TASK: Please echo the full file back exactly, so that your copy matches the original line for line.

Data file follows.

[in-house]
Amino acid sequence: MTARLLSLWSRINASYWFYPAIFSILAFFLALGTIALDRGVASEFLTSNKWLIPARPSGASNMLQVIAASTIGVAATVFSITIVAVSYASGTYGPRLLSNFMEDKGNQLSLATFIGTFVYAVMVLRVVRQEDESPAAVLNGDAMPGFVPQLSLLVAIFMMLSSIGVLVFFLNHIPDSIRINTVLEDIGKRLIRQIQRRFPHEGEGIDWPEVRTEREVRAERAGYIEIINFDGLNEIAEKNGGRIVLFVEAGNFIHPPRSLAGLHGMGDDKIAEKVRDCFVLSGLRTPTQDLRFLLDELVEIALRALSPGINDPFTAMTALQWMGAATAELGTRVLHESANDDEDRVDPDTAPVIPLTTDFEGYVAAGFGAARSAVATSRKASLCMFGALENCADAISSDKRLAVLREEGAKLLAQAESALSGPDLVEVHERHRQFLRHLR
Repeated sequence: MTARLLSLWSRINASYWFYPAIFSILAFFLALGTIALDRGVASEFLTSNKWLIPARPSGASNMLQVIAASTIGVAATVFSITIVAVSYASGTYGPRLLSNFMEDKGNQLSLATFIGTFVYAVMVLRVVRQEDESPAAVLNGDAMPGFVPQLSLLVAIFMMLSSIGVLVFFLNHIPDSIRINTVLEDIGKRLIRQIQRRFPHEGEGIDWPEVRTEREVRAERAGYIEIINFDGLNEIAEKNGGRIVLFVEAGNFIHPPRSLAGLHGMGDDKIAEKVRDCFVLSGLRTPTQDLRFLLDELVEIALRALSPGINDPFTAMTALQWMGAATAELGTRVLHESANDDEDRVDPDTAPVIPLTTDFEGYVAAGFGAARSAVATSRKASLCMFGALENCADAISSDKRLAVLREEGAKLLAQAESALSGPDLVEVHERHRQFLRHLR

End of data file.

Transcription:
[in-house]
Amino acid sequence: MTARLLSLWSRINASYWFYPAIFSILAFFLALGTIALDRGVASEFLTSNKWLIPARPSGASNMLQVIAASTIGVAATVFSITIVAVSYASGTYGPRLLSNFMEDKGNQLSLATFIGTFVYAVMVLRVVRQEDESPAAVLNGDAMPGFVPQLSLLVAIFMMLSSIGVLVFFLNHIPDSIRINTVLEDIGKRLIRQIQRRFPHEGEGIDWPEVRTEREVRAERAGYIEIINFDGLNEIAEKNGGRIVLFVEAGNFIHPPRSLAGLHGMGDDKIAEKVRDCFVLSGLRTPTQDLRFLLDELVEIALRALSPGINDPFTAMTALQWMGAATAELGTRVLHESANDDEDRVDPDTAPVIPLTTDFEGYVAAGFGAARSAVATSRKASLCMFGALENCADAISSDKRLAVLREEGAKLLAQAESALSGPDLVEVHERHRQFLRHLR
Repeated sequence: MTARLLSLWSRINASYWFYPAIFSILAFFLALGTIALDRGVASEFLTSNKWLIPARPSGASNMLQVIAASTIGVAATVFSITIVAVSYASGTYGPRLLSNFMEDKGNQLSLATFIGTFVYAVMVLRVVRQEDESPAAVLNGDAMPGFVPQLSLLVAIFMMLSSIGVLVFFLNHIPDSIRINTVLEDIGKRLIRQIQRRFPHEGEGIDWPEVRTEREVRAERAGYIEIINFDGLNEIAEKNGGRIVLFVEAGNFIHPPRSLAGLHGMGDDKIAEKVRDCFVLSGLRTPTQDLRFLLDELVEIALRALSPGINDPFTAMTALQWMGAATAELGTRVLHESANDDEDRVDPDTAPVIPLTTDFEGYVAAGFGAARSAVATSRKASLCMFGALENCADAISSDKRLAVLREEGAKLLAQAESALSGPDLVEVHERHRQFLRHLR